All in all, The Event is a fun, entertaining science fiction show. I hope it sticks around and keeps the momentum going.
Chase: “Pilot”, “Repo”
Robert: The first thing I found out about this new NBC series was that it was based in my hometown of Houston, and since that’s a pretty rare thing to see anywhere on television, I felt a certain obligation to give it a shot. The second thing I discovered was that it’s backed by Hollywood mega-producer Jerry Bruckheimer, and while that doesn’t really instill any confidence that Chase will focus on character development or involve any clever, sophisticated writing, at least it would look nice and probably have some great action elements. After seeing the first two episodes, I’m already starting to think the “manhunt of the week” formula is going to get pretty old pretty fast. In the vein of The Fugitive—a sort of spiritual counterpart, if you will—here we get US Marshals that are all about getting their man, but there doesn’t seem to be any real chemistry or personality to the proceedings. Led by Annie Marshall (Kelli Giddish) and her perpetual sneer, every character does their part in typical procedural fashion, but if it weren’t for some of the action set pieces, Chase would be a complete bore. The one standout in the cast is Jimmy (Cole Hauser) as he brings a little good ol’ boy swagger, but that gets offset by every scene with newcomer Luke (Jesse Metcalfe) where the writers, in an effort to let him serve as a proxy for the audience, proceed to have every character talk down to him. That might have worked for Tommy Lee Jones as Sam Gerard, but it rings false here.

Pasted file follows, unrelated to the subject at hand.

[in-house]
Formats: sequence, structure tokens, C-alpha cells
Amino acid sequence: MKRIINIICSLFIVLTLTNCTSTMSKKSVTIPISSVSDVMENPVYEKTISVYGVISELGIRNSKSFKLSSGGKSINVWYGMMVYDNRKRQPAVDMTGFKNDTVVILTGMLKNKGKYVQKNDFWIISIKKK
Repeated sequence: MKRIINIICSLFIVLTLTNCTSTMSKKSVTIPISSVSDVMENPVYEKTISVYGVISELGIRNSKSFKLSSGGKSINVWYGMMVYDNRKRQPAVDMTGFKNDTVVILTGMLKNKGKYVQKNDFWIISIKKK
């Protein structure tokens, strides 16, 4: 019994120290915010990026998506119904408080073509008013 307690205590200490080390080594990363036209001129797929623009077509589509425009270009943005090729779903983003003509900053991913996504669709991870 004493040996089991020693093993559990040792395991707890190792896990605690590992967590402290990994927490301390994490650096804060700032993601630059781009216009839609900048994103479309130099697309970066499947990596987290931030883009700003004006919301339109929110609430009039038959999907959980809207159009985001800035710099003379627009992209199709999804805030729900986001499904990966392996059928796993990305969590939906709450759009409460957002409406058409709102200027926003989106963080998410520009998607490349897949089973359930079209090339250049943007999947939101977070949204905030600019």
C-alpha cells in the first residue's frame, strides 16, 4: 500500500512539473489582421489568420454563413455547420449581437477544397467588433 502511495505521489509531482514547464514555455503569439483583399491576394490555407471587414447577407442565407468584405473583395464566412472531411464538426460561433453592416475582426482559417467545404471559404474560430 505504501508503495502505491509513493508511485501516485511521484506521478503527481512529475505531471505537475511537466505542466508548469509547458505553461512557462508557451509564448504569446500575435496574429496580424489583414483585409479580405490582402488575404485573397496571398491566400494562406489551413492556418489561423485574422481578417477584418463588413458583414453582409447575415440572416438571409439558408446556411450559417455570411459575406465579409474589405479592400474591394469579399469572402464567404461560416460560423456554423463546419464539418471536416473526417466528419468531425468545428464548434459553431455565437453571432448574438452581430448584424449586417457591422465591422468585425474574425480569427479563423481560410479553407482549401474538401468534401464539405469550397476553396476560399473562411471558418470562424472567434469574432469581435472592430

Parenthood: “I’m Cooler Than You Think”
Armando: It’s the little things. That’s what I enjoy the most about Parenthood. There is so much over the top goofball drama on television that Parenthood’s subtle vision and display of everyday life is incredibly refreshing. I love the spoken and unspoken interaction between the characters, like when they’re doing something as simple as getting the whole family together to watch a baseball game. Good times.